Startups
Awards / Design / Hardware / Startups

Hardware startup Tozuda’s flagship product gets a redesign after national manufacturing award win

Founder and CEO Jessie Garcia think it's only a matter of time before head sensor technology is a requirement for athletes.

Jessie Garcia. (Courtesy photo)

Tozuda has continued to make moves as it develops its head impact sensor.

The sensor, which is built to be directly attached to athletic helmets, does not detect concussions, but reacts to significant impacts and indicates when an athlete should be evaluated for a concussion. When it turns red, it signals that the wearer should get tested for a potential TBI, or traumatic brain injury.

The hardware company — now based out of the Pennovation Center in Grays Ferry after launching at NextFab — received a national manufacturing grant called the Protolabs Cool Idea Award last month, winning in-kind manufacturing services worth up to $250,000. Minnesota-based Protolabs supported Tozuda’s sensor redesign and manufacturing.

“We look to grant the award to inventors and entrepreneurs who not only want to build a profitable business model, but also affect the lives of others in a meaningful way,” said Protolabs Chief Marketing Officer Brian Peters in a statement.

V2 of the sensor. (Courtesy photo)

Tozuda founder and CEO Jessica Garcia calls the new sensor design “version two.” It works the same way as the original model, which the former rugby player began developing in 2016, but now there’s a new outer shell. With the support of Protolabs, the team was able to create a better-looking product that is more visible for athletes.

It also launched an online store last month, selling individual devices for $45.

“Protolabs was so easy to work with,” Garcia said. “Most important was their ability to work with liquid silicone to make Tozuda in the exact color and material we wanted.”

Protolabs used its on-demand molding services to make the sensor’s components and identify the most efficient manufacturing process. The assembly time dropped from over five minutes to one minute, Garcia said, and Tozuda was able to add 1,800 more units to its inventory.

Some of Tozuda’s new users include sled hockey and bobsled teams. One of its partners is the Royal Air Force bobsleigh team based in the United Kingdom. Garcia says coaches have reached out to the company directly about purchasing the sensor for their teams, and that it’s also common for parents to buy it for their children.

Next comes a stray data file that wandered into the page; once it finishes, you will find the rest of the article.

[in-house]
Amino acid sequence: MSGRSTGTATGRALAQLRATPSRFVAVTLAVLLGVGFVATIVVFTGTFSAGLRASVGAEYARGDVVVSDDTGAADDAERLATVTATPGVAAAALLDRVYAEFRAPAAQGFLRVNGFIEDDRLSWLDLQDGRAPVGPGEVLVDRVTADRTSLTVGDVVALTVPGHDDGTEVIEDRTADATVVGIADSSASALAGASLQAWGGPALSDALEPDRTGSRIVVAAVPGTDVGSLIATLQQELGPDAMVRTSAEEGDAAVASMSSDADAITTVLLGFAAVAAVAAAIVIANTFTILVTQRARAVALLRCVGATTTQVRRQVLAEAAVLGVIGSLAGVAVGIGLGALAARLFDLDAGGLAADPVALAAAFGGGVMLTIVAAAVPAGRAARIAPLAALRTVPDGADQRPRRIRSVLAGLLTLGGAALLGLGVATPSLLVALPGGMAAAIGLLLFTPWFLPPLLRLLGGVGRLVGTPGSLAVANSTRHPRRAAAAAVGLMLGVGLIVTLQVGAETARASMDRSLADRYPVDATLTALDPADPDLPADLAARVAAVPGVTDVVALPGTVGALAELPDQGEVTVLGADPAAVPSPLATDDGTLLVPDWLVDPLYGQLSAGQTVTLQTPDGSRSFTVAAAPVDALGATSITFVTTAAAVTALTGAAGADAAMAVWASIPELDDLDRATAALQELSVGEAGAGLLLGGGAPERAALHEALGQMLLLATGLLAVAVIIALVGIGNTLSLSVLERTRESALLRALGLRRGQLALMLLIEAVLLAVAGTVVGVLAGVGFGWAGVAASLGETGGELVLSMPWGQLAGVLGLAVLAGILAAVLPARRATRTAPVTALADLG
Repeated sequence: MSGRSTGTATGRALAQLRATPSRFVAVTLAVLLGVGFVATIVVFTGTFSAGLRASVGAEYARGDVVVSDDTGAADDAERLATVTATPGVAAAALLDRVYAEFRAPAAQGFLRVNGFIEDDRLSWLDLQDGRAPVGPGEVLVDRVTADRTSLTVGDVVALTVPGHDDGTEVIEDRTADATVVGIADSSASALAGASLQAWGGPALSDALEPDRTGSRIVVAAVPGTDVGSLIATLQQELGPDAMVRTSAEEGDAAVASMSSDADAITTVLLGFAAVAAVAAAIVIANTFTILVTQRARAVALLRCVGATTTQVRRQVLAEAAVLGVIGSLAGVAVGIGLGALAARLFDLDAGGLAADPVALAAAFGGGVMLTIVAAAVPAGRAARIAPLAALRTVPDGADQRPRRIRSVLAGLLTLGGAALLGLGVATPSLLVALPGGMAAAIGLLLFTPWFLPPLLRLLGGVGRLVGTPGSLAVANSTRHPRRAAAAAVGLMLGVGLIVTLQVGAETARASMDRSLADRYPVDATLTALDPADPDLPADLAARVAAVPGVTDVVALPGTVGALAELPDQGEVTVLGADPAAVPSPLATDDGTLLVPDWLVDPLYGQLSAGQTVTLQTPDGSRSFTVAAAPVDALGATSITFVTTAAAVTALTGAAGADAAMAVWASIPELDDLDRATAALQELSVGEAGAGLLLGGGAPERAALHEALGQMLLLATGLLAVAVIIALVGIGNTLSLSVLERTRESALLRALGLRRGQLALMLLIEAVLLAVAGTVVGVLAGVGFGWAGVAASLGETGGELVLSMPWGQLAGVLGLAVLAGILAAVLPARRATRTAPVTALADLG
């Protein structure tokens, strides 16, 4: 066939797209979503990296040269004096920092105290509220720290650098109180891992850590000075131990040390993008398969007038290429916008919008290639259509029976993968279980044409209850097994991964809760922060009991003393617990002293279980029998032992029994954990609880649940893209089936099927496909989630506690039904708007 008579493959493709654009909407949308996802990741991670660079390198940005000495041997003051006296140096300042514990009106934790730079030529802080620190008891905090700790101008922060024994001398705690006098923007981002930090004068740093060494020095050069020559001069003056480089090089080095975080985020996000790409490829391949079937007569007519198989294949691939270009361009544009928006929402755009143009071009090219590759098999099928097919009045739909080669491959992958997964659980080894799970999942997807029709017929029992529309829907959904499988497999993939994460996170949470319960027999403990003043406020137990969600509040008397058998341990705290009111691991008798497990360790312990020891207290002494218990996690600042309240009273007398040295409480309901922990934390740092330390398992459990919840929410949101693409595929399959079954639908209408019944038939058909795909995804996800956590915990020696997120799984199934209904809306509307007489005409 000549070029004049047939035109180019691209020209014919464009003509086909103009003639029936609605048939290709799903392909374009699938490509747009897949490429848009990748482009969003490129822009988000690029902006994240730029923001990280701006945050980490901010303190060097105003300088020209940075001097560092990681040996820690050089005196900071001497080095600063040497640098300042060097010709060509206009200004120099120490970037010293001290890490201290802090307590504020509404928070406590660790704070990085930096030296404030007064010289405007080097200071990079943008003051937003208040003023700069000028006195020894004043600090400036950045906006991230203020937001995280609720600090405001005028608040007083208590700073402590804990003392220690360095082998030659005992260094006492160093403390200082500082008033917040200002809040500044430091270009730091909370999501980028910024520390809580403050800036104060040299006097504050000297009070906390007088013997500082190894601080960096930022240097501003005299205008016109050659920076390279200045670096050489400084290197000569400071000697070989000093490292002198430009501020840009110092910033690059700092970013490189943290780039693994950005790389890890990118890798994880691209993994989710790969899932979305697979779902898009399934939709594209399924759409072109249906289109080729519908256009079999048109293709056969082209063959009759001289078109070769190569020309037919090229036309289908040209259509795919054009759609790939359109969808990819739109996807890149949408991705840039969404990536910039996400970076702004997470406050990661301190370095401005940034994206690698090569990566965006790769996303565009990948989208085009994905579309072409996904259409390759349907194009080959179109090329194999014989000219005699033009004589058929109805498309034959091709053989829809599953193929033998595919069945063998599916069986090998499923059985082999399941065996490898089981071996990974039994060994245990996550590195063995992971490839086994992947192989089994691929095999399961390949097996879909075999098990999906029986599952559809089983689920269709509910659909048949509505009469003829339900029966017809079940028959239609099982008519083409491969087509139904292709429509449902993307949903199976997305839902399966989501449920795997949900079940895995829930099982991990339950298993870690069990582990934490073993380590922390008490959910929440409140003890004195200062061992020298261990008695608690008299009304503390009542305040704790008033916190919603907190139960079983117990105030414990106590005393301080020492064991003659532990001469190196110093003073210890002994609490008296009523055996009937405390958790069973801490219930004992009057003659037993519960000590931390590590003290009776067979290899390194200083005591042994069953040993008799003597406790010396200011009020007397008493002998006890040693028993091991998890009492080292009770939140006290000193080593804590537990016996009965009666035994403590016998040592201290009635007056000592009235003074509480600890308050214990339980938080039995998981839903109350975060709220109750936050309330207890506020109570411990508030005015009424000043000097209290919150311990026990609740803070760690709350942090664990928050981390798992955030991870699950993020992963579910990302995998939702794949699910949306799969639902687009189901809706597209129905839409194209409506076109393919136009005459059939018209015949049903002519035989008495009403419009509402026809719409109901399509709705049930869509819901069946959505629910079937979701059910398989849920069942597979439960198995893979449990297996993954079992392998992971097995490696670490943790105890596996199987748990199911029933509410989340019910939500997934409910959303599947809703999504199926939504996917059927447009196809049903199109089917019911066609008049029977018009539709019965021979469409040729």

Garcia thinks people are more aware about the impacts of concussions now than ever before, but there is still more to learn about the brain and TBIs. The company will be working with partners to conduct more research on the correlation between impact levels and injuries — though the founder couldn’t disclose who those partners are — for the sake of raising awareness.

“I think in order for us to scale and get this into more people’s hands we have to really focus on partnerships,” Garcia said. “The more we learn the more we can put information out there.”

Garcia said she would like to see technology such as Tozuda become a required piece of equipment, and believes it’s only a matter of time before such tech is fully integrated into sports.

Next up, the founder is scheduled to attend SXSW with Philly Startup Leaders and other founders from underrepresented backgrounds. Garcia previously participated in Village Capital’s Pathways program, which gives companies with diverse founders access to mentorship, no-interest loans and grant funding, as well as NextFab’s RAPID Accelerator Program.

Before you go...

Please consider supporting Technical.ly to keep our independent journalism strong. Unlike most business-focused media outlets, we don’t have a paywall. Instead, we count on your personal and organizational support.

3 ways to support our work:
  • Contribute to the Journalism Fund. Charitable giving ensures our information remains free and accessible for residents to discover workforce programs and entrepreneurship pathways. This includes philanthropic grants and individual tax-deductible donations from readers like you.
  • Use our Preferred Partners. Our directory of vetted providers offers high-quality recommendations for services our readers need, and each referral supports our journalism.
  • Use our services. If you need entrepreneurs and tech leaders to buy your services, are seeking technologists to hire or want more professionals to know about your ecosystem, Technical.ly has the biggest and most engaged audience in the mid-Atlantic. We help companies tell their stories and answer big questions to meet and serve our community.
The journalism fund Preferred partners Our services
Engagement

Join our growing Slack community

Join 5,000 tech professionals and entrepreneurs in our community Slack today!

Trending

A local meetup group is using Amazon’s cybersecurity conference in Philly to raise money for tech nonprofits

Philly is ranked one of the world’s best places to found a startup, climbing to No. 25 globally

Coded by Kids drops ‘kids’ but keeps the focus on young people

This Week in Jobs: The kernel of a new career is in these 20 tech opportunities

Technically Media